I bet you think writing blogs is easy – just tap out whatever first comes into your head and that’s it! Nothing could be further from the truth, especially in a shared blog. If you are the sole blogger you can be relaxed but on a shared blog, especially with four very distinguished colleagues I can assure you the pressure is on.
The pressure increases through Monday as the midnight deadline approaches, especially today which has been busy – a Circle of Wine Writers committee meeting this afternoon followed by the the CWW’s annual party held with great panache this year at the Swiss Ambassador’s residence in a swanky part of London.
There was some excellent Swiss wine to try this evening – fine Pinot Noirs and some intriguing Syrahs. Colleagues told me I should have tasted the whites mainly Chasselas and Petite Arvine. I did, however, taste a very attractive and nicely balanced sweet wine from Jean-René Germainer (www.jrgermanier.ch) called Mitis-Amigne de Vétroz (Réserve) 2009 and made from 100% Amigne. Too many foolish UK wine merchants would probably insist on calling this a dessert wine or nearly as bad a sticky and then wonder why it is difficult to sell sweet wine in the UK! The 2009 Mitis-Amigne would make a fine aperitif, would be good with cheese and a range of other dishes – perhaps pork in a rich sauce – but I would be amazed if it works well with most desserts, whose sweetness would be likely to emphasise the wine’s acidity and hide the sugar.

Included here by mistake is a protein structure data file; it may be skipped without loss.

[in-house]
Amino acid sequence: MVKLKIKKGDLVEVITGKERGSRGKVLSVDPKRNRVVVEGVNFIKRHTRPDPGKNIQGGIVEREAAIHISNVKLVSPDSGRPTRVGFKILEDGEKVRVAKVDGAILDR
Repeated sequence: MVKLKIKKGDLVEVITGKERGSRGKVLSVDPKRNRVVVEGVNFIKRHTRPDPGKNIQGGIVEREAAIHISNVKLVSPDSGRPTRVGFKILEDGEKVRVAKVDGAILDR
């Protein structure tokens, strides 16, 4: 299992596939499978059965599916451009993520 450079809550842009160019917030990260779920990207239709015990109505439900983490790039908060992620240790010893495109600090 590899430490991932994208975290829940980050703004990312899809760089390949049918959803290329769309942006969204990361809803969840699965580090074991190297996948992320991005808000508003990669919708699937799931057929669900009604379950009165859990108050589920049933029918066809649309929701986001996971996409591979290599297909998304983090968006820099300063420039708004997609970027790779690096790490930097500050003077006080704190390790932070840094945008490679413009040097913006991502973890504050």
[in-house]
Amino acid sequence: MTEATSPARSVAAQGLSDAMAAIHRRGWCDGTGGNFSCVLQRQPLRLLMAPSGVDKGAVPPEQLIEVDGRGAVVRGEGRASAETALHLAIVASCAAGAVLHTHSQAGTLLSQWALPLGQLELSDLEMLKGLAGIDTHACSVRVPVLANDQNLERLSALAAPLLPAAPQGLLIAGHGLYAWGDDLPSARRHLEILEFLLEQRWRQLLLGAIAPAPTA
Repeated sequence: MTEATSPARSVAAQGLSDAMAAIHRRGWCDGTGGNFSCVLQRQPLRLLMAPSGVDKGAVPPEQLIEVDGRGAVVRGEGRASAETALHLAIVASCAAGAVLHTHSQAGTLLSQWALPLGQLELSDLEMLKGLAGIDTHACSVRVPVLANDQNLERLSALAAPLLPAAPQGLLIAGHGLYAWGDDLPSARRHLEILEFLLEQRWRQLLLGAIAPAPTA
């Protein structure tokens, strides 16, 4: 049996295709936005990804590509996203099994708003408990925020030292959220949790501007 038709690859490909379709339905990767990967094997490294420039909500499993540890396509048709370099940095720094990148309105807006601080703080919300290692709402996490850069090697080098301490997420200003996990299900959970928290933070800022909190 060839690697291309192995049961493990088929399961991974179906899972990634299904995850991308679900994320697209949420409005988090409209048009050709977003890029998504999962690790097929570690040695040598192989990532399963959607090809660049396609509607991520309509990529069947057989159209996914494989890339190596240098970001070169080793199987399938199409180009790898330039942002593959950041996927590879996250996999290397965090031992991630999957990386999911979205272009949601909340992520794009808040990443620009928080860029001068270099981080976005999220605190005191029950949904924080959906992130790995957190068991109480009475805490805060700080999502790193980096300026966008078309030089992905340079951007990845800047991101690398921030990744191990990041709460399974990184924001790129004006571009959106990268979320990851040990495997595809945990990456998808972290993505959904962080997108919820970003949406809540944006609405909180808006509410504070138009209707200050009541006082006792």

After an absence of a number of years from the British market, Swiss wine appears to be making a new push in the UK. Switzerland will also be hosting next year’s Digital Wine Communicators Conference in Montreux.
José Vouillamoz – one of the co-authors of the award winning Wine Grapes brings me neatly onto the petition to preserve the collection of grape varieties at the Domaine de Vassal. Signatures to the petition have now topped 4000 and will, I hope continue to grow. José is fairly relaxed about the collection feeling that it will have to move at some point due to the damage of rising sea levels and the area being flooded with sea water – something that hasn’t happened since 1949 but may do at some point. Nor does he think that grafting the collection onto American rootstock would be very disadvantageous. He does, however, agree that it is important to show concern, which is why he and Jancis Robinson MW signed the petition. I trust that his fairly optimistic view is well founded. Certainly if you haven’t yet signed the petition (http://www.petitions24.net/defense_vassal) then please do so.
We have now passed the midnight hour with more pressure building by the half minute and me still wondering what I am going to write about this week…